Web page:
Every worthwhile athletic achievement starts with an idea. To manifest the idea effectively, you should set your goals carefully and with consideration. Here is how you set SMART goals.
For a lot of athletes, winter is the time to take a step back and decide what you want to achieve in the next year. Looking back at what you’ve done and where you want to go to next is good practice for everybody who wants to progress. This is even more important when it comes to competitive goals. Winter is the time when we build the foundations for our spring and summer fitness.
The following mnemonic is a useful way to remember how to set SMART goals that provide the best chance of a satisfying result.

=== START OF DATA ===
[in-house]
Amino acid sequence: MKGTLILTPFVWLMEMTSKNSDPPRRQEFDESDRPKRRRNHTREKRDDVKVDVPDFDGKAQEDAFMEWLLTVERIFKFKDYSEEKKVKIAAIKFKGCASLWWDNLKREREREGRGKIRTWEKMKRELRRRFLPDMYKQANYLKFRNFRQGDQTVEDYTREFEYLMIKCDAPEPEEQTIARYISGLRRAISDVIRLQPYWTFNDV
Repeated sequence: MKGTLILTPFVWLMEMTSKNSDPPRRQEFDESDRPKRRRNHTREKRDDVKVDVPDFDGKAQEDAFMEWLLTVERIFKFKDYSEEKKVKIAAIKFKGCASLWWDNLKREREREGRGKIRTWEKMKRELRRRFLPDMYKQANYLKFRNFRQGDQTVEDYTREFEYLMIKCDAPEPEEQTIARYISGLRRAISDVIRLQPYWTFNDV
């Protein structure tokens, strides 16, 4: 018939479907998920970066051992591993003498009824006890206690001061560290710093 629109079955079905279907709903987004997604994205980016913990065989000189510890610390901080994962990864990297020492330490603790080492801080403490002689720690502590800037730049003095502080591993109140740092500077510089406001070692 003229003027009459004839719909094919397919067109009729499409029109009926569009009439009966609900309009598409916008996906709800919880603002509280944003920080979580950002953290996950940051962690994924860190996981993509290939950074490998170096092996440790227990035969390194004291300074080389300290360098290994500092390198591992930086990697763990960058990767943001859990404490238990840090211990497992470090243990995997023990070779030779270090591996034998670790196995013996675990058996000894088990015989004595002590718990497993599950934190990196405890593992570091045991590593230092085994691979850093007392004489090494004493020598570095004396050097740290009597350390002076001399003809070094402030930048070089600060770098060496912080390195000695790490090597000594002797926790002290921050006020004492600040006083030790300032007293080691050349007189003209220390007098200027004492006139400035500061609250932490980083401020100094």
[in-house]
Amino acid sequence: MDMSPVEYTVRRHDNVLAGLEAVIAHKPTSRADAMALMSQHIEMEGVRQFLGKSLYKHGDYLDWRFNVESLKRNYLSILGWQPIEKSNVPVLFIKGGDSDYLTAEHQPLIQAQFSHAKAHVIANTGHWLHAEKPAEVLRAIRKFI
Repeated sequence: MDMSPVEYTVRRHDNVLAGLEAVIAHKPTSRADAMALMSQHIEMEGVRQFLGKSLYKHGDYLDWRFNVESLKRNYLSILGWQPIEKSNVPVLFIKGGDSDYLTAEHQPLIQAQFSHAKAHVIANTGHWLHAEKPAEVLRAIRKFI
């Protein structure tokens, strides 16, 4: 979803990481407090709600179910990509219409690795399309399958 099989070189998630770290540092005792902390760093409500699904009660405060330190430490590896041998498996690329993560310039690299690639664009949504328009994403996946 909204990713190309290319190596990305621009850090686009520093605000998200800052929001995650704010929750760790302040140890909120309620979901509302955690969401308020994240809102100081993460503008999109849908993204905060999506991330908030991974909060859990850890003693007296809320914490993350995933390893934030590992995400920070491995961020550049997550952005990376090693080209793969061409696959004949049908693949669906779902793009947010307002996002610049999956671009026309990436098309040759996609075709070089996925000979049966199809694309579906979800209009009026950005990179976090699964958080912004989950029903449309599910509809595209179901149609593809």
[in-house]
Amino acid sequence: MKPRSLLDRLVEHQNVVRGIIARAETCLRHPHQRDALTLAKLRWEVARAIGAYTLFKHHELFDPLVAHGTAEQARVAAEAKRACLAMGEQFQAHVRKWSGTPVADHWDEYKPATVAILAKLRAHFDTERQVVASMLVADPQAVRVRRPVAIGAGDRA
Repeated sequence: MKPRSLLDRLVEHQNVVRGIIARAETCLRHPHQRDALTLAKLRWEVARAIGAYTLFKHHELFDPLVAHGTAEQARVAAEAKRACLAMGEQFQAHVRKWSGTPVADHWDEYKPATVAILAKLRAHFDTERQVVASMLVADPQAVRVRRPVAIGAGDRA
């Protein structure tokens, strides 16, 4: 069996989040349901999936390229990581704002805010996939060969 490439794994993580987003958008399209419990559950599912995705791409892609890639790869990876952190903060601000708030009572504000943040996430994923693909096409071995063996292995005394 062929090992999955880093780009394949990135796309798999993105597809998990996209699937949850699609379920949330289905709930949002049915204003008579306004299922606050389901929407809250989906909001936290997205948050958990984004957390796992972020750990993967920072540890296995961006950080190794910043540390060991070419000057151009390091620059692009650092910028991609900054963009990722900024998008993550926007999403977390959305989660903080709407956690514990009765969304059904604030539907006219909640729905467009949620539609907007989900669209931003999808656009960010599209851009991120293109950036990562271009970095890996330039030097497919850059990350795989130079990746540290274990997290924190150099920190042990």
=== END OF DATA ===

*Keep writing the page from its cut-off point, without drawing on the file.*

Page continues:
Specific: Make it clear about what exactly you want to achieve and visualize yourself achieving that goal. Pay attention to where you are, what you are doing, etc.
Measurable: Vague goals such as ‘lose weight’ or ‘get fittert’ are too imprecise. Specify a number or event. For instance, aiming to get a five-hour finish in a chosen marathon, lose 10lb or cut one minute from your 10-mile time trial time.
Attainable: Choose a goal that’s realistically within your reach in the next year. If you’re thinking in the long term, this year’s goal could be a stepping stone to something bigger in the future.
Rewarding: Internal rewards are the ones that will provide you with most motivation, more than prizes, the prestige or a finisher’s medal. Visualize yourself achieving your goal: how does it make you feel? If it doesn’t make you happy, what’s the point?
Time-orientated: Your goal needs a time limit. Put it on your calendar; count down towards it with smaller goals along the way. If you don’t determine an end point, you can’t hold yourself accountable for achieving the goal.